For example, maybe you love advising people. On the other hand, maybe you love debating and collaborating with people. Depending on the case, you're looking at a different set of ideal jobs.

By focusing on the step right in front of you--developing the skills that match your dream job's qualities--you gain a greater sense of what makes you happy, and are able to more clearly define and eventually name your dream job.

And once that dream job is named, the question presents itself: Does that job exist at your current company?

How To Transfer Roles--Without Burning Relationships

If your dream role--or a necessary intermediate role--exists at your current company, an internal transfer is probably your best move. That's assuming you like your company, of course.

Many people find switching roles within a company more stressful than switching companies entirely, and it's not hard to understand why:

-What if your current boss is offended?
-What if you get a reputation of being uncommitted?
-If you don't get the transfer, how do you stay where you are now that everyone knows you want out?
-It's a lot to deal with. However, all of these anxieties rest on one faulty assumption--that the people around you don't care if you're happy.

Unless you work in a toxic environment, establishing an honest, compassionate relationship with your boss and colleagues from the beginning will make your transition much easier.

There are a number of ways to do this:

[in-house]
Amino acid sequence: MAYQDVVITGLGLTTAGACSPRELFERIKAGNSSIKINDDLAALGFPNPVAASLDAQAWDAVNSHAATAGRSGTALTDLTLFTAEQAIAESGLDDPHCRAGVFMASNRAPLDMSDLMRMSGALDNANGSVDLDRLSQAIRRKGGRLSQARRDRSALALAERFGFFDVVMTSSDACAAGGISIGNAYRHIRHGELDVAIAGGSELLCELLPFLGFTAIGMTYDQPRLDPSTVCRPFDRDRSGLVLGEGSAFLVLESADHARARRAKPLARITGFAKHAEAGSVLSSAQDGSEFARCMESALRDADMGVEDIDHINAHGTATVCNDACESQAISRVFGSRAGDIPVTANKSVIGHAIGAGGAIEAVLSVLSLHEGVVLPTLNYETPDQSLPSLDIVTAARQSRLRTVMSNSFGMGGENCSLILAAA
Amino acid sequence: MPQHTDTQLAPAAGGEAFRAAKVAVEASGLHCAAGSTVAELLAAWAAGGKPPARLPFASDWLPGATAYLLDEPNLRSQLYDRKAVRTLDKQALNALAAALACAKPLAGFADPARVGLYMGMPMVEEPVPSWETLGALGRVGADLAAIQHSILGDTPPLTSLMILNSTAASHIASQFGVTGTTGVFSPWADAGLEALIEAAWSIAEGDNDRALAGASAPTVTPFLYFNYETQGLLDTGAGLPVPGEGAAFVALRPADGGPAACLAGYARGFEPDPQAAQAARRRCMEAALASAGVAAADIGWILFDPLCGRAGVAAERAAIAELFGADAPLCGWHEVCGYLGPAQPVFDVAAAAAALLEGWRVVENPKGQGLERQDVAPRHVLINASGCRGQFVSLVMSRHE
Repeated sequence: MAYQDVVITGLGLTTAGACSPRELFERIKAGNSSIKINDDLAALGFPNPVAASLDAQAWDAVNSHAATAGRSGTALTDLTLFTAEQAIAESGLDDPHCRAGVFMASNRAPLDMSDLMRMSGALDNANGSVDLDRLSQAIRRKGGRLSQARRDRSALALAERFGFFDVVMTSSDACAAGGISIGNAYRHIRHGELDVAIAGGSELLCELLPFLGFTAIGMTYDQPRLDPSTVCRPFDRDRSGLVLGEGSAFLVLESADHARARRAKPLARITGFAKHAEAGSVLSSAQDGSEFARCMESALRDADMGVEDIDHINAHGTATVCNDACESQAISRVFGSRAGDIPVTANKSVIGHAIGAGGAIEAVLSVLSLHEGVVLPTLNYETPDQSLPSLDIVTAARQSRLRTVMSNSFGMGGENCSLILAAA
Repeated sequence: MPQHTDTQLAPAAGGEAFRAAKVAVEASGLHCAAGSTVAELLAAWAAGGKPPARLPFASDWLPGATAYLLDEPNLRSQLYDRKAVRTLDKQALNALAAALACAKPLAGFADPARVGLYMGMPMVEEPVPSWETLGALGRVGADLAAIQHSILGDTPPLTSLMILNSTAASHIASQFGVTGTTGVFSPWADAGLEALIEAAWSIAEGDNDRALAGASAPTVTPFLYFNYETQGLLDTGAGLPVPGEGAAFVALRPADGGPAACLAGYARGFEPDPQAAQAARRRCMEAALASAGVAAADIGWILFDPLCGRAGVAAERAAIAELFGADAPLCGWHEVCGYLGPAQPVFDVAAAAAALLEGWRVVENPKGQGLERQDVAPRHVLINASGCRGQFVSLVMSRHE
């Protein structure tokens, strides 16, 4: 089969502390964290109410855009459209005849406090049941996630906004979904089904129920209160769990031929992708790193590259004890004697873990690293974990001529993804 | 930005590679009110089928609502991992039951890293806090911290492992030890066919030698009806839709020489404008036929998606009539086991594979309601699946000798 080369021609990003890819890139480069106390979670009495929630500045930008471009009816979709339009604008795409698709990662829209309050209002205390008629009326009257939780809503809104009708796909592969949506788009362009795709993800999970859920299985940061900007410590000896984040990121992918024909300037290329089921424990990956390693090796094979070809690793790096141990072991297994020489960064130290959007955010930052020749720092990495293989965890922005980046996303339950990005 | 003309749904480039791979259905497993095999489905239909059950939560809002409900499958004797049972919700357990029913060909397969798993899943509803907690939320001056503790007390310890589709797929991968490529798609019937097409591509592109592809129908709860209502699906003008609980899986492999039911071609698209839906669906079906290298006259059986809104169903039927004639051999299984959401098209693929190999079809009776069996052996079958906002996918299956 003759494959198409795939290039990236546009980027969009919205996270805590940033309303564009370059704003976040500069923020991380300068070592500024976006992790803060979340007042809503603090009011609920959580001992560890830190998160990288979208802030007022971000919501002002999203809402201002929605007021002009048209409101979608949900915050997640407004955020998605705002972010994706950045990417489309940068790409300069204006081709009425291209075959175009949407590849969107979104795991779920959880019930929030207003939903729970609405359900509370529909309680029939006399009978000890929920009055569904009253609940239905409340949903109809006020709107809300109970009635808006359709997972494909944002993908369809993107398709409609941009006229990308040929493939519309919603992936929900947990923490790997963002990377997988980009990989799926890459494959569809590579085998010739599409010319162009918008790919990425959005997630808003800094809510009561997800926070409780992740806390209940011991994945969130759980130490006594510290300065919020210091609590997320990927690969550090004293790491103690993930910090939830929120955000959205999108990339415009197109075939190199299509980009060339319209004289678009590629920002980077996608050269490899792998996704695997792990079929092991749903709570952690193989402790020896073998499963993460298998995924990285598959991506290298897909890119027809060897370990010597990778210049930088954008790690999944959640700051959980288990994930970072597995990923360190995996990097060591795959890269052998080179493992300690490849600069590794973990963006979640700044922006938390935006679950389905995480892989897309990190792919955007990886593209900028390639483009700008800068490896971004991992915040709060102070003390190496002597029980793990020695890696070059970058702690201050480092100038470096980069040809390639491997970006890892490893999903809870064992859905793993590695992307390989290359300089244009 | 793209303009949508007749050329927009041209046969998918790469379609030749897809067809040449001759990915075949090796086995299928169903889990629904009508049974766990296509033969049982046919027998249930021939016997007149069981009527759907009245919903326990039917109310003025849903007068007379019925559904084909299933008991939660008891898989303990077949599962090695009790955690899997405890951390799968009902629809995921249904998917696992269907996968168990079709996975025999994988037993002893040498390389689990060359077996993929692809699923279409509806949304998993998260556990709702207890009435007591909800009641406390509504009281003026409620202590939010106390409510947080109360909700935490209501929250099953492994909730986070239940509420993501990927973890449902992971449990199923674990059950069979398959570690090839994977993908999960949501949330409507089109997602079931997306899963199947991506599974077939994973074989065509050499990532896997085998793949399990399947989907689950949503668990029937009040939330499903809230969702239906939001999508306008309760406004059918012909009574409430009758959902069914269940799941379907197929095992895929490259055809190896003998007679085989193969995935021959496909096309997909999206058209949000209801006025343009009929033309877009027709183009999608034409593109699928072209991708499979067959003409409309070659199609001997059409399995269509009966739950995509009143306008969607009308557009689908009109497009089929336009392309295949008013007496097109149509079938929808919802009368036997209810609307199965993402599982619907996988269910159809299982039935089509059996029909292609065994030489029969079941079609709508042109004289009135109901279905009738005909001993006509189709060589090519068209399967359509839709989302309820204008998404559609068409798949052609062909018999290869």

Develop a mentee/mentor relationship with your boss: Obviously, don't ask your boss for relationship advice, but come to him/her for career advice. They can be a big resource for you, and if they're invested in your future, they'll support your transfer.

Develop friendships deeper than work: Talk to your coworkers about more than your numbers. Get lunch occasionally, socialize after work, and generally show personal investment in them. They will return the favor, and support you pursuing your dream.

Perform well in your current role: This can be hard, especially if you're unhappy, but you need to push yourself to perform in your current role. If you're under-performing, you look like a slacker jumping ship. You need to earn respect and appreciation.

Once everything is in place, all you have to do is ask.

Sometimes Changing Roles Means Getting Promoted

This advice so far has been geared towards people looking to switch to a different part of their company. The system also works, however, for people looking to climb the ladder.

Sometimes you don't love your current role, but you would love the one just ahead of you. By developing the right skills for the job, nurturing supportive relationships, and taking powerful actions, you can score a promotion in much the same way as a transfer.

All you need is a system for doing those three things. If you don't have one of those yet, scroll up.

Comments (40)

Oct 24, 2016

Excellent post. +1

"Even if you're on the right track, you'll get run over if you just sit there" - Will Rogers

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Oct 28, 2016

Good post. I'm lucky to be at a company that actually supports/encourages internal transfers. My manager has recommended working with other sub-departments and networking to figure out where I want to go next. Finding a company that truly seeks to retain its employees helps.

Apr 6, 2018

Could anyone share their thoughts regarding how long you should stay in a position at least before trying to internal transfer? Is a year too soon?

Apr 6, 2018

Since you're already full-time, just check the job postings internally on the companies website and apply. Reach out to groups that have openings and express your interest and how things you do in your current role can be applicable.

Apr 6, 2018

Soggy, thanks for the response. I rarely see ibd analyst job listings (I've seen it once briefly) on the internal job board, so would it be a bad idea to still reach out to somebody in the group to express interest?